Proceedings of The Physiological Society

University of Oxford (2011) Proc Physiol Soc 23, C67

Oral Communications

Ipsilateral corticospinal contributions to control of the forelimb in monkey

D. Soteropoulos1, S. Edgley2, S. Baker1

1. Institute of Neuroscience, Newcastle University, Newcastle Upon Tyne, United Kingdom. 2. Department of Physiology, Development and Neuroscience, University of Cambridge, Cambridge, United Kingdom.

  • Figure 1: A. Intracellular responses of forearm flexor motoneuron (MN) responding to single shock stimulation of contralateral corticospinal tract (cPT: gray trace) and ipsilateral corticospinal tract (iPT: black trace). Top two traces are intracellular recordings and bottom two traces are cord dorsum recordings. B. Same as A but multiple shocks given to iPT and cPT. C. Histogram showing the types of MNs tested with iPT/cPT, and maximum number of stimuli used. Bars to the right of the dotted line correspond to cPT stimulation to single shock. Gray bars indicate oligosynaptic responses, black bars monosynaptic responses.

  • Figure 2: Stimulus triggered averages of bilateral rectified muscle activity (Extensor Digitorum Communis: EDC, first Dorsal Interosseus: 1DI), using left corticospinal tract electrical stimulation at intensities of 500 and 1000 μA (black & gray; number of stimuli: 1511 & 919 respectively). The arrows under each trace indicate the onset latency of the response of the right hand side muscle. The stimulation was given while the monkey was performing a bimanual precision grip task - this involved a 1s precision grip with either left hand only, right hand only, or both hands together. The trial type order (left hand, right hand or bimanual) was randomised.

Strong experimental evidence implicates the corticospinal tract in voluntary control of the contralateral forelimb. Its potential role in controlling the ipsilateral forelimb is less well understood, although anatomical projections to ipsilateral spinal circuits are identified. We investigated inputs to motoneurons innervating hand and forearm muscles from the ipsilateral corticospinal tract using multiple methods. Intracellular recordings were made from 62 motoneurons in three anaesthetized macaque monkeys. Monkeys were deeply anesthetised with sevoflurane (3-5% in 100% O2) and alfentanil (7-23 µg kg-1 h-1 by IV infusion) during a laminectomy for exposure of spinal segments C6-T1. The anesthetic regime was then switched to an intravenous infusion of propofol (5-14 mg kg-1 h-1) and alfentanil (doses as above). Neuromuscular blockade was achieved by infusion of atracurium (0.6-1.2 mg kg-1 h-1). Continuously monitored vital signs included heart rate, arterial and venous blood pressure, blood oxygen saturation, end-tidal CO2, and core temperature. Depth of anaesthesia was verified by ensuring that there were no changes in heart rate or arterial blood pressure in response to peripheral nerve stimulation). No monosynaptic post-synaptic potentials were observed following single and multiple shock stimulation of the ipsilateral corticospinal tract (300μA, Fig. 1). Single stimulus intracortical microstimulation of the primary motor cortex (M1) in two awake behaving monkeys (up to 30μA) failed to produce any responses in ipsilateral muscles. Strong stimulation (>500μA, single shock) of the majority of corticospinal axons at the medullary pyramids revealed only weak suppressions in ipsilateral muscles at longer latencies than the robust facilitations seen contralaterally (Fig. 2). Spike triggered averaging of ipsilateral muscle activity from M1 neural discharge (184 cells) did not reveal any post-spike effects consistent with monosynaptic corticomotoneuronal connections. We conclude that, in normal adults, any inputs to forelimb motoneurons from the ipsilateral corticospinal tract are likely to be weak and indirect.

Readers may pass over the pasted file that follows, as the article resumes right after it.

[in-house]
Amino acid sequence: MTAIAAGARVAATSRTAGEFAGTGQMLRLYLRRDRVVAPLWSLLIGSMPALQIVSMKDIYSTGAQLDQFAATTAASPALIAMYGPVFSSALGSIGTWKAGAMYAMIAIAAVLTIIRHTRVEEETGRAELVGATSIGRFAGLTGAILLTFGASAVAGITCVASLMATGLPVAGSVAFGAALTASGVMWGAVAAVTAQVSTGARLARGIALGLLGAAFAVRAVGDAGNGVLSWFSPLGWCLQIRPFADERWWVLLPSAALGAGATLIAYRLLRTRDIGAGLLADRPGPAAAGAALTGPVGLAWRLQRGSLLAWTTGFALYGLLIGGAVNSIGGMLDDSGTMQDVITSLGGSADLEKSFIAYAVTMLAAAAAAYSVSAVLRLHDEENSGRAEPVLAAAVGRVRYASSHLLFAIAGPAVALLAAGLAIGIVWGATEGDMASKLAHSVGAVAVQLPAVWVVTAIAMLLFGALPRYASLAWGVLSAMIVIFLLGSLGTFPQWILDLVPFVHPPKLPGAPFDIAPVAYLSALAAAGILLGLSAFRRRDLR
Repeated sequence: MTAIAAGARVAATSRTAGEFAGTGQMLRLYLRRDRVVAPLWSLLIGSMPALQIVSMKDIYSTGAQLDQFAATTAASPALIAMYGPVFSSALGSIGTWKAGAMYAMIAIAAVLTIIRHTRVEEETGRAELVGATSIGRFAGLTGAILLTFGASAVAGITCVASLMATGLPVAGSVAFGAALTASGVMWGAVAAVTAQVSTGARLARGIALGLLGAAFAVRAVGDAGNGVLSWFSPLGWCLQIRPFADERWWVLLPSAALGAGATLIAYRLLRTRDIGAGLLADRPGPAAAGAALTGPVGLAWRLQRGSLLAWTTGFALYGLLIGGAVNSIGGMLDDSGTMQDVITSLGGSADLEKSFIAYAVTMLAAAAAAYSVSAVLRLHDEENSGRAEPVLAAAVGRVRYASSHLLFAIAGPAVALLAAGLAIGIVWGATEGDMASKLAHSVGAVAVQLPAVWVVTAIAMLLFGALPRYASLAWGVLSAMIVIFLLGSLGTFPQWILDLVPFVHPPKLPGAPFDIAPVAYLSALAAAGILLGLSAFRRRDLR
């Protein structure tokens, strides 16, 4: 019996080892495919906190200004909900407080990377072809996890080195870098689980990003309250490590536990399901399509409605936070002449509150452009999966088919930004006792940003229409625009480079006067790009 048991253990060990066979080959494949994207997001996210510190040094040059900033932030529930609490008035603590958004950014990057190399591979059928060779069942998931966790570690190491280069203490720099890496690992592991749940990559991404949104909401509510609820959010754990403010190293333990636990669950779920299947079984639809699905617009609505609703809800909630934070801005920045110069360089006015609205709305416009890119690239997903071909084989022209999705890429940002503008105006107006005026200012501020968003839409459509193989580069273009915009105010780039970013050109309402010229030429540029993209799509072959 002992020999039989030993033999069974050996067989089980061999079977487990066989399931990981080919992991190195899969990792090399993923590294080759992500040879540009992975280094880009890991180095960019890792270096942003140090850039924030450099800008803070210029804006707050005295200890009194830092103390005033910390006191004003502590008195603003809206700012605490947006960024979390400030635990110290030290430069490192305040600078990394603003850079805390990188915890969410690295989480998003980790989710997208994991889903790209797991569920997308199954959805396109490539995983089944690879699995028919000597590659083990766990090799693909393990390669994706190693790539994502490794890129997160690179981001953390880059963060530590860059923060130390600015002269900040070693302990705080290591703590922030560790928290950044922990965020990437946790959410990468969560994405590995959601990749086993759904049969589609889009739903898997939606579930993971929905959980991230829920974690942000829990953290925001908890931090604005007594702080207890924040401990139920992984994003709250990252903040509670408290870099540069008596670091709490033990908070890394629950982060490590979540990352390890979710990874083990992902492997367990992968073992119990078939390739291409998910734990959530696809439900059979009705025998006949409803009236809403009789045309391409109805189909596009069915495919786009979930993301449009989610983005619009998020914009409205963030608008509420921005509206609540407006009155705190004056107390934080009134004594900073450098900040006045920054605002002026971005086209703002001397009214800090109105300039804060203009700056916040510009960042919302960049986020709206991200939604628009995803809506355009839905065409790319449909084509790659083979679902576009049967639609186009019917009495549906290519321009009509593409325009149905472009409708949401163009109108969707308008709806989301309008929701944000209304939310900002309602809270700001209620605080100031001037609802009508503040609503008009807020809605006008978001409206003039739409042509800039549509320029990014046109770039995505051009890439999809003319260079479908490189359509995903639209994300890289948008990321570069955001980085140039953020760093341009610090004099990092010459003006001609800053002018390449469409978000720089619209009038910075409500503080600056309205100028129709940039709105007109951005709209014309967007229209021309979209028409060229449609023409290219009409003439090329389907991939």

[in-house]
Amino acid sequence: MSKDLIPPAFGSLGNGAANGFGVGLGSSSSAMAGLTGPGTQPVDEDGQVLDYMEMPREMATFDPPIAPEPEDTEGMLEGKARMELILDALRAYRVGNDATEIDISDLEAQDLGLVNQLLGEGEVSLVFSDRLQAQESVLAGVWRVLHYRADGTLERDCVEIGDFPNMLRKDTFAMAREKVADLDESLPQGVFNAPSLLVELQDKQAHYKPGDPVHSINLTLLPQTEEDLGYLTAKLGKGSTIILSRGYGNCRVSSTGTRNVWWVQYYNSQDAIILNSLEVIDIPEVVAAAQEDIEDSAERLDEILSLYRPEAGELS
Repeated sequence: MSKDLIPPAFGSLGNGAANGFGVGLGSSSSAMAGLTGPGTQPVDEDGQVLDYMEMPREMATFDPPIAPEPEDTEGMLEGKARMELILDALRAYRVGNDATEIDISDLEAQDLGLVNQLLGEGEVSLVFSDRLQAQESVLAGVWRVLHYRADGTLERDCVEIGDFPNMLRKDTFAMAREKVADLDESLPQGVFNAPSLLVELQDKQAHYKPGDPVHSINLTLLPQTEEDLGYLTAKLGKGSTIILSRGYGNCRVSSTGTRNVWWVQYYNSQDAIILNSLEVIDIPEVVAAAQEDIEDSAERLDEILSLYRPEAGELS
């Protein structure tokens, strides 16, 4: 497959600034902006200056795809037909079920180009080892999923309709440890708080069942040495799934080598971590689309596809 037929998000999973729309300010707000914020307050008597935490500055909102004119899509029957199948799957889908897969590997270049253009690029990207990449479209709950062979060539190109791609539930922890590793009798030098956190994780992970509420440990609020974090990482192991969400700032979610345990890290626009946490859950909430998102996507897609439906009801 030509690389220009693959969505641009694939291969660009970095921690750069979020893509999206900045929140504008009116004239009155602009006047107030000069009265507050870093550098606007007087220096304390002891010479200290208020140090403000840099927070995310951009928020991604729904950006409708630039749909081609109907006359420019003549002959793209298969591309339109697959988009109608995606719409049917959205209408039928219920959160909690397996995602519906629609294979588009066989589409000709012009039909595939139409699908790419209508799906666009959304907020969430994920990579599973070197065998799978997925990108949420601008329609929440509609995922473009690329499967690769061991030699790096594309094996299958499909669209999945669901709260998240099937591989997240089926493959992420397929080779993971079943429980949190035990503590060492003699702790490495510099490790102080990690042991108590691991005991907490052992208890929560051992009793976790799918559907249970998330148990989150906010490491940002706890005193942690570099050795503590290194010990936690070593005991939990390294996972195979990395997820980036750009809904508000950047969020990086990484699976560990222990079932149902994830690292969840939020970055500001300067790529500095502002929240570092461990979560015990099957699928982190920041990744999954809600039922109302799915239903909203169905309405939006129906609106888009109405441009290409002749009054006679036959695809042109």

Where applicable, experiments conform with Society ethical requirements